“You should be thankful, really. Imagine that you had gone to Australia and this person would have potentially ruined your relationships with multiple communities, destroyed bridge after bridge that you’ve worked so hard to build…”

She’s right, of course. I’m thankful I avoided that.

At the same time — the reason I’m still teaching my classes, the reason I didn’t go to Australia, is this cancer. So… Should I be thankful?

Then, a week post diagnosis, I met a man (we’ll call him Cheese Guy).

We’ve only had one date so far, but I really, really like him.

After 8.5 years of torturous NYC dating, what if he ends up being what I had been looking for all along? What if I meet my lobster because cancer smashed all my dreams? Would it have been worth it?

I find myself thinking a lot about the place of fate in all of it, if any, and how random life can be.

I’ve had quite a few people telling me that the universe has its reasons, and when all this is over I’ll be able to see the full picture of why this happened to me.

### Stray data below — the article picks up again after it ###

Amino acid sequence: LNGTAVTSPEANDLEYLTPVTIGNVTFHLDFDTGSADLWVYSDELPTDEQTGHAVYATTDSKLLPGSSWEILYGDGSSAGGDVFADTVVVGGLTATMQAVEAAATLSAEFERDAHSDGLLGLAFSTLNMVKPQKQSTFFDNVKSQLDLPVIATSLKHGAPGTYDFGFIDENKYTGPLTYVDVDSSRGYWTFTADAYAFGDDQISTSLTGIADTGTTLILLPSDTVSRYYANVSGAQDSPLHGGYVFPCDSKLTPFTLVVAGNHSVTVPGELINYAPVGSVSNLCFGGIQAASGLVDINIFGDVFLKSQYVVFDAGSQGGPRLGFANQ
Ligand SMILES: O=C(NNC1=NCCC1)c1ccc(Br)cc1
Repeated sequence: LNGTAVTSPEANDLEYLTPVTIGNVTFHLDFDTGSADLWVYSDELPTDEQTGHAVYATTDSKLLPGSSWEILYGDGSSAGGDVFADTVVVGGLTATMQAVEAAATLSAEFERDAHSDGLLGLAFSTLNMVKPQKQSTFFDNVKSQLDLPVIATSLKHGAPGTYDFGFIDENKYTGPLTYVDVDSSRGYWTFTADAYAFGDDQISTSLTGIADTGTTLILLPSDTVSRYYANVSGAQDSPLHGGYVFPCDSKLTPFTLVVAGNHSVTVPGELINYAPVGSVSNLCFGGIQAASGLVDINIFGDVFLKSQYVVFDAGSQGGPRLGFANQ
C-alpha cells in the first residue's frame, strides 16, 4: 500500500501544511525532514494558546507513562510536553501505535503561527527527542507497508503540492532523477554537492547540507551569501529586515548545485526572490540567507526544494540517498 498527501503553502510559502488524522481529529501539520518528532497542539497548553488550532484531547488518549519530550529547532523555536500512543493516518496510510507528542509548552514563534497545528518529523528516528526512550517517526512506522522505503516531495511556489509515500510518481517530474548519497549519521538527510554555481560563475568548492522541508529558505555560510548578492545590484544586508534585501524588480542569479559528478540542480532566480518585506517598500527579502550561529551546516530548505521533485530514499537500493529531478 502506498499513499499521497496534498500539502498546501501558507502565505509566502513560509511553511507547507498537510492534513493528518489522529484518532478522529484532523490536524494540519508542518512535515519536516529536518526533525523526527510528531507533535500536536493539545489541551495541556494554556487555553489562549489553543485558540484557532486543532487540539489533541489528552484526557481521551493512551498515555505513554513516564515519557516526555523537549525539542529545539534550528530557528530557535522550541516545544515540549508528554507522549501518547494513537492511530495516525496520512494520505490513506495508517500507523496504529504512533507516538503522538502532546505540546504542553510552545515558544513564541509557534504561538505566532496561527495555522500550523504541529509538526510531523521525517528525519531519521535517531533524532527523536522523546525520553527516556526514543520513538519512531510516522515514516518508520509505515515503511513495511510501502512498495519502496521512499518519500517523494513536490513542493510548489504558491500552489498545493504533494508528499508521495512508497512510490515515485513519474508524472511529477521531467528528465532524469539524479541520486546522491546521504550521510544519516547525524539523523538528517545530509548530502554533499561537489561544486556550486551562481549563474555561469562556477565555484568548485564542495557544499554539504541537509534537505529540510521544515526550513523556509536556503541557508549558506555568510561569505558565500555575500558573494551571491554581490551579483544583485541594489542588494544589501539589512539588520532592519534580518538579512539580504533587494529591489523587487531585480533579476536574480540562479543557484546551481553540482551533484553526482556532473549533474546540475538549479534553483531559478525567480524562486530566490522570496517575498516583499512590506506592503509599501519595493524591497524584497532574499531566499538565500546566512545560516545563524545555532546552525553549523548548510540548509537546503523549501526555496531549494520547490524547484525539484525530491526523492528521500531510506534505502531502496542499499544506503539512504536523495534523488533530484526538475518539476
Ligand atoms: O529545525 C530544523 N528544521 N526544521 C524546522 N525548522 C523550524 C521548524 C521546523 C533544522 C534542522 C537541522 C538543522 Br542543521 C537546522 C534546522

To that, I reply — bullshit. There is no reason why this happened to me. It’s most likely not genetic, just random, and — as my doctors looooooove to remind me — “It’s very rare for a 28 year old to have not one but TWO sporadic cancers of the type we don’t even screen for before age 50.”

I got cancer most likely because of sheer bad, stupid, random luck.

Yet we humans, we can choose to extract something positive out of shitty situations. Even when something awful happens, we can recognize the silver linings.

I’m thankful I didn’t leave my organization in the hands of an incompetent person.

I’m thankful I met Cheese Guy, whether it turns into something or not.

I’m thankful I’m still living in my great apt with my wonderful roommate.

I’m thankful I get to watch my goddaughters grow.

I’m thankful for every cup of tea I share with my friends, for my circus home, for my amazing students…

I’m thankful for a lot.

Yes, I know how to count my blessings.

But no, this isn’t fate. Fate has no hand in this.

Like my beloved Lin-Manuel pointed out: “Fate doesn’t discriminate / between the sinners and the saints / it takes and it takes and it takes.”

Wednesday 2/15/17:

My Valentine’s date last night was utterly delightful. I took cheese guy to a Russian Banya party that seemed like an interesting place for a second date - steamy, playful, light-hearted, entertaining.